Hiring practices can contribute greatly to potential thievery in a business. Drug screening, background checks are essential, and, in the case of an office manager or bookkeeper, a credit check makes sense. People with a drug habit cannot often steal to support that habit. Hiring an office manager with credit problems is foolish. That is like hiring an alcoholic to be a bartender and saying it will not be an issue. I know of two companies whose owners discovered the bookkeeper had an online gambling problem, so credit and background checks are a must.


Accounting and bookkeeping safeguards can also help prevent a problem. Have bank statements mailed to your home and open and look at them each month. If you have a question about a check, ask your office person. Let folks know you are watching. Also, look at credit card and debit card entries. Electronic banking is one of the latest theft avenues. Also, remember that all theft does not involve bad people. Frequently, a bookkeeper steals because there is a kid in trouble or possibly sick. Keep honest people honest by checking up on things. Where possible, have a different person balance the checkbook from the person who pays the bills. Be wary of employees who never go on vacation or don't want anyone else to do their job while they are away.

The greatest deterrent regarding embezzlement and jobsite theft is to know your numbers and look at them each month. You should be working from a budget and checking job costs. If jobs are coming in on time and making money, then that money should be showing up in the profit and loss statement. By having an accounting meeting each and every month in which you review job costs, a profit and loss statement and a balance sheet, you will make it much harder for a person to steal from you.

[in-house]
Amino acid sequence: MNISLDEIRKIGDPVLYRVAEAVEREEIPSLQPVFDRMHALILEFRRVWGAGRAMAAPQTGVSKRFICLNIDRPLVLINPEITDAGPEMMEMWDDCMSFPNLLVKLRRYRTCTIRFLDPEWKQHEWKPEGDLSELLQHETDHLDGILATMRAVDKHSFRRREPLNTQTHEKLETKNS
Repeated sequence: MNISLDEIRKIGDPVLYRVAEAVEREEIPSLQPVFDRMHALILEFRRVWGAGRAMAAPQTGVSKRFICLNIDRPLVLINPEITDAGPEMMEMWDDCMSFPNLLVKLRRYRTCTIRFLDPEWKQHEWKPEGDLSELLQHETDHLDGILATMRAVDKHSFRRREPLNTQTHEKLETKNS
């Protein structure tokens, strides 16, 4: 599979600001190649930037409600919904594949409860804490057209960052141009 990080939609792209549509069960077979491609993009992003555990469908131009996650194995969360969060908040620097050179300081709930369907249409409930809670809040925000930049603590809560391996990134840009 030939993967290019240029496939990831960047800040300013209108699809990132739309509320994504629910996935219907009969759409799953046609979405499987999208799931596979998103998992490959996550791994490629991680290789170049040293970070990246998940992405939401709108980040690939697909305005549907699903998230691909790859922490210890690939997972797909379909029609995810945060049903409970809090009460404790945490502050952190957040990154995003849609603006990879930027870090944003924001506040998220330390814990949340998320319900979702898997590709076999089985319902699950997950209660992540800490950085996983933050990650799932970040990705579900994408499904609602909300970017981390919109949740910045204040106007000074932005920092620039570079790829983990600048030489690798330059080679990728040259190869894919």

Use Common Sense

Jobsite practices can also help prevent losses. In accounting class, I remember the accounting professor talking about the importance of making the impression that you are checking inventory in the liquor store every weekend. His point was that no one can inventory a liquor store every weekend, but the employees don't know that and think you are keeping track of everything. Simple locks and keys for miscellaneous materials, video cameras in the shop and other safeguards can convince employees that the owner is following inventory in the same manner.

With gas prices so high, simply writing down the mileage and gallons with each fill-up can help monitor theft. You may also want to consider adding GPS to your trucks. However, when doing so, be prepared to fire someone. I suggest you tell the employees you are adding the GPS, stating that it is being implemented to save money on insurance and help monitor maintenance. You can add, "By the way, it will tell us where the truck is at all times, but that won't be an issue for you guys, as I know you are always where you need to be."

In summary, you cannot keep a thief from stealing from you, but you can shift the odds to your favor and make it less likely to happen. A little common sense can go a long way to help prevent employee theft.